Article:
For Freshman or Introductory courses in Engineering and Computer Science.ESource-Prentice Hall's Engineering Source-provides a comprehensive, customizable introductory engineering and computing library. Featuring over 25 modules and growing, ESource allows professors to fully customize their textbooks through the ESource website. Professors are not only able to pick and choose complete modules, but also custom-build a freshman engineering text that matches their content needs and course organization exactly! Using the ESource online BookBuild system at www.prenhall.com/esource, they can view and select book chapters, change the sequence, instantly calculate the book's net (bookstore) price, request a free examination copy, and generate an ISBN for placing a bookstore order. They can also add your own course notes, syllabi, reference charts, or other favorite materials, including material from third-party publishers. ESource Access Card: 0-13-090400-7. Include this ISBN when setting up an ESource Bundle.
- Paperback | 188 pages
- 200.7 x 253.5 x 9.9mm | 381.02g
- 25 Feb 2002
- Pearson Education (US)
- United States
- 2nd edition
Table of contents
1. Studying Engineering: The Keys to Success. 2. Introduction to Engineering and Engineering Study. 3. The Role of the University. 4. Learning in the University Environment. 5. Key Strategies for Maximizing Performance in Engineering Courses. 6. How to be Successful on Examinations. 7. Procedures for Effective Problem Solving. 8. Mathematics 9. Developing Engineering Skills. 10. Looking to the Future: What's after Graduation?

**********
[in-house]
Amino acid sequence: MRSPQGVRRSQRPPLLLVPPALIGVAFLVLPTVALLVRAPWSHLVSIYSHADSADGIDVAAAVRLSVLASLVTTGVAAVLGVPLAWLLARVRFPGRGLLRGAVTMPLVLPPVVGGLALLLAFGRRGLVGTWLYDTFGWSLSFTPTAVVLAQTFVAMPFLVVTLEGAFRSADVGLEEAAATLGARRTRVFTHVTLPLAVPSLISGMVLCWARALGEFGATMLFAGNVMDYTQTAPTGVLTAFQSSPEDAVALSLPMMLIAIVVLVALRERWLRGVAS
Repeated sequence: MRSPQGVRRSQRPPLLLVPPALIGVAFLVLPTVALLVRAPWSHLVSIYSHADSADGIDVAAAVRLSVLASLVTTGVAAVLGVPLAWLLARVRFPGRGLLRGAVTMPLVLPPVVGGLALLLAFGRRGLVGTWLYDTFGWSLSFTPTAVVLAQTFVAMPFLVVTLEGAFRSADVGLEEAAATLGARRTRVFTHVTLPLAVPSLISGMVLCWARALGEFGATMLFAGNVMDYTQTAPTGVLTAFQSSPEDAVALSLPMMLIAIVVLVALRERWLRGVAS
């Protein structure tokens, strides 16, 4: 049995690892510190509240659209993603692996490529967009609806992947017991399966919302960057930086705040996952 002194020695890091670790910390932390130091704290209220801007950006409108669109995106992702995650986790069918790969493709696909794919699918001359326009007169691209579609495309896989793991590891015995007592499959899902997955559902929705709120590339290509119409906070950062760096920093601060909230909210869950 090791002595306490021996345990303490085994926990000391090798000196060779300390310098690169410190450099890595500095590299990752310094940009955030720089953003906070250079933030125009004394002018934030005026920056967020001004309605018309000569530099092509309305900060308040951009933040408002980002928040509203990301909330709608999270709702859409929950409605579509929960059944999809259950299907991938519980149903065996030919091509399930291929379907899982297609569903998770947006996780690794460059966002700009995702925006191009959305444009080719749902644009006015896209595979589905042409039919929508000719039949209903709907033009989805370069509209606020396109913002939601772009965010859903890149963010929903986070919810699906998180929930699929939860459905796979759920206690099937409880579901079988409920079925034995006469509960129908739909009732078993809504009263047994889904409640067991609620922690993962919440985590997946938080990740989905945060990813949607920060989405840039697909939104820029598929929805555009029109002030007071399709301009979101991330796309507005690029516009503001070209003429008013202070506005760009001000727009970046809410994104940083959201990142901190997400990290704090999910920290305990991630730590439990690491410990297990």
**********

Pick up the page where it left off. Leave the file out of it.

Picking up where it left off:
About Peter Schiavone
Peter Schiavone is a professor and student advisor in the Department of Mechanical Engineering at the University of Alberta, Canada. He received his Ph.D. from the University of Strathclyde, U.K. in 1988. He has authored several books in the area of student academic success as well as numerous papers in international scientific research journals. Dr. Schiavone has worked in private industry in several different areas of engineering including aerospace and systems engineering. He founded the first Mathematics Resource Center at the University of Alberta, a unit designed specifically to teach new students the necessary survival skills in mathematics and the physical sciences required far success in first-year engineering. This led to the Students' Union Gold Key Award for outstanding contributions to the university. Dr. Schiavone lectures regularly to freshman engineering students and to new engineering professors on engineering success, in particular about maximizing students' academic performance.